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Groundwater is the most abundant source of freshwater worldwide. This makes it crucial to socio-ecological systems and the source of at least half of the planet population. There are 366 transboundary aquifers identified, and 226 transboundary “groundwater bodies”, underlying almost every country.
Transboundary aquifers are not only a source of freshwater to societies, but they also represent a geographic, economic, and geopolitical space. While nations establish their limits by political boundaries, aquifers are delimited by their hydrogeological dynamics; understanding them and defining the boundaries of these water bodies is a challenge due to the intricate physicochemical processes to which they are exposed and the available information and characterization. Furthermore, transboundary aquifers are a complex subject to apprehend due to the sociopolitical and territorial interactions that stir up in them.
There is no doubt transboundary aquifers management is a challenge, particularly when addressing governance issues. Furthermore, under the light of the Agenda 2030 and the new development framework, there is clear evidence that institutional strengthening on transboundary aquifers management, and the so mentioned subjects, is needed. Besides, there is an absence of characterization and legal guidance on this subject with existing multilateral environmental, regional, and sub-regional agreements (i.e. Paris Agreement, UN biodiversity convention, the RAMSAR Conventions), and existing transboundary river basin treaties and agreements.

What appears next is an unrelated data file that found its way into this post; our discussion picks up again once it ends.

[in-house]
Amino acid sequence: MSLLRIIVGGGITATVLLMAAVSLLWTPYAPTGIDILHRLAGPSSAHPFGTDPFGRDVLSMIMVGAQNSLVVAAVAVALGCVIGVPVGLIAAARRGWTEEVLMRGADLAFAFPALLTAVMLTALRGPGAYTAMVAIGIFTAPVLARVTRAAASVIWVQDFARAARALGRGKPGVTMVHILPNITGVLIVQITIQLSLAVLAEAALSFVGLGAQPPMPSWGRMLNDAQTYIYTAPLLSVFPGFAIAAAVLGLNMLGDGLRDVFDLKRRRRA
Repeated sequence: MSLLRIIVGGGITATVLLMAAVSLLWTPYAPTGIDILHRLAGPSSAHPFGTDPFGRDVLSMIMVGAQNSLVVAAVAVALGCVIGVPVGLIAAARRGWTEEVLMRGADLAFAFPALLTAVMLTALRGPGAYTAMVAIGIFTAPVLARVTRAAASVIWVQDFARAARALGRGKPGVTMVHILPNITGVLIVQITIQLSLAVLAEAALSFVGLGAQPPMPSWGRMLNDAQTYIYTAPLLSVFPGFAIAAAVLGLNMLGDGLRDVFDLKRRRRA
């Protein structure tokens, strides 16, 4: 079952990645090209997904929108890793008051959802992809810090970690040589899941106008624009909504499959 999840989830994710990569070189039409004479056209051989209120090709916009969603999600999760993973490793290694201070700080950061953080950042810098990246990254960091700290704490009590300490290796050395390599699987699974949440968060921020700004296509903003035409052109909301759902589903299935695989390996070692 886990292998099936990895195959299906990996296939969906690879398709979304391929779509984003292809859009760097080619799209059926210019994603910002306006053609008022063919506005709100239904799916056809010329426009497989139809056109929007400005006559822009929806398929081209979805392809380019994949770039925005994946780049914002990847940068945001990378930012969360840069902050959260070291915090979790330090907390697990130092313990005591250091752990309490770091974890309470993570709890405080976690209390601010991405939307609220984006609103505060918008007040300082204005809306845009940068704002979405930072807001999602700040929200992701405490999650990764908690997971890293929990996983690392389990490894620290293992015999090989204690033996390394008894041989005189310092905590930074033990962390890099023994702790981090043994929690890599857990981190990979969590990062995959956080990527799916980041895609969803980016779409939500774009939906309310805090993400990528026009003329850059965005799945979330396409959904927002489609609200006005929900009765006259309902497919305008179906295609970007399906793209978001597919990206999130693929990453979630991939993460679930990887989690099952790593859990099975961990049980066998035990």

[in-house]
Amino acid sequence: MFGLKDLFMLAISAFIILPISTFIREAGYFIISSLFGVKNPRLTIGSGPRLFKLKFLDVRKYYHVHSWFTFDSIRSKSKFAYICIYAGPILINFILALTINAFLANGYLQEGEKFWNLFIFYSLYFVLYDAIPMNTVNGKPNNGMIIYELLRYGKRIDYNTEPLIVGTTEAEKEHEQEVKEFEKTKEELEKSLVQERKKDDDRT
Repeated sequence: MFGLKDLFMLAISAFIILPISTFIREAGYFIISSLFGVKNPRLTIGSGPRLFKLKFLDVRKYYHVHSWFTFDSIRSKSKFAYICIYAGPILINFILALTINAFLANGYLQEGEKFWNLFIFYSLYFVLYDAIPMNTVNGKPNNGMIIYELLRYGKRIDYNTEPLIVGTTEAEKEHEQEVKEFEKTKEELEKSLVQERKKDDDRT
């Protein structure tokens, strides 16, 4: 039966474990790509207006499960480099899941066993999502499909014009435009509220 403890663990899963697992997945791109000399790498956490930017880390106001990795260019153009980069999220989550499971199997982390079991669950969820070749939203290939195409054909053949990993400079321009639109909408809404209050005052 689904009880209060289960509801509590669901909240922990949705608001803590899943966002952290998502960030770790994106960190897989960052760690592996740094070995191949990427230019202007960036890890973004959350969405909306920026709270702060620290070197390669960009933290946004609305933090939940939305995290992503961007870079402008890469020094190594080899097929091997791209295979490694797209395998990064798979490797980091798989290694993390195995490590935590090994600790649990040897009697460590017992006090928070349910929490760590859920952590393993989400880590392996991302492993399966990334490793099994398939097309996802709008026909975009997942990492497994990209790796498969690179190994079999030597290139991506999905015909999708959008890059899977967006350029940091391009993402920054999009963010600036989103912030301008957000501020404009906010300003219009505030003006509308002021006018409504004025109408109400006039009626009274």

The Second International UNESCO Conference on transboundary aquifers ISARM II “Challenges and the way forward”; aims to be an opportunity for showcasing diverse efforts made by UNESCO, the International and Donor community (GEF, the World Bank, the FAO, the Swiss, the German etc…) to streamline groundwater as an enabler for achieving the water-related SDGs.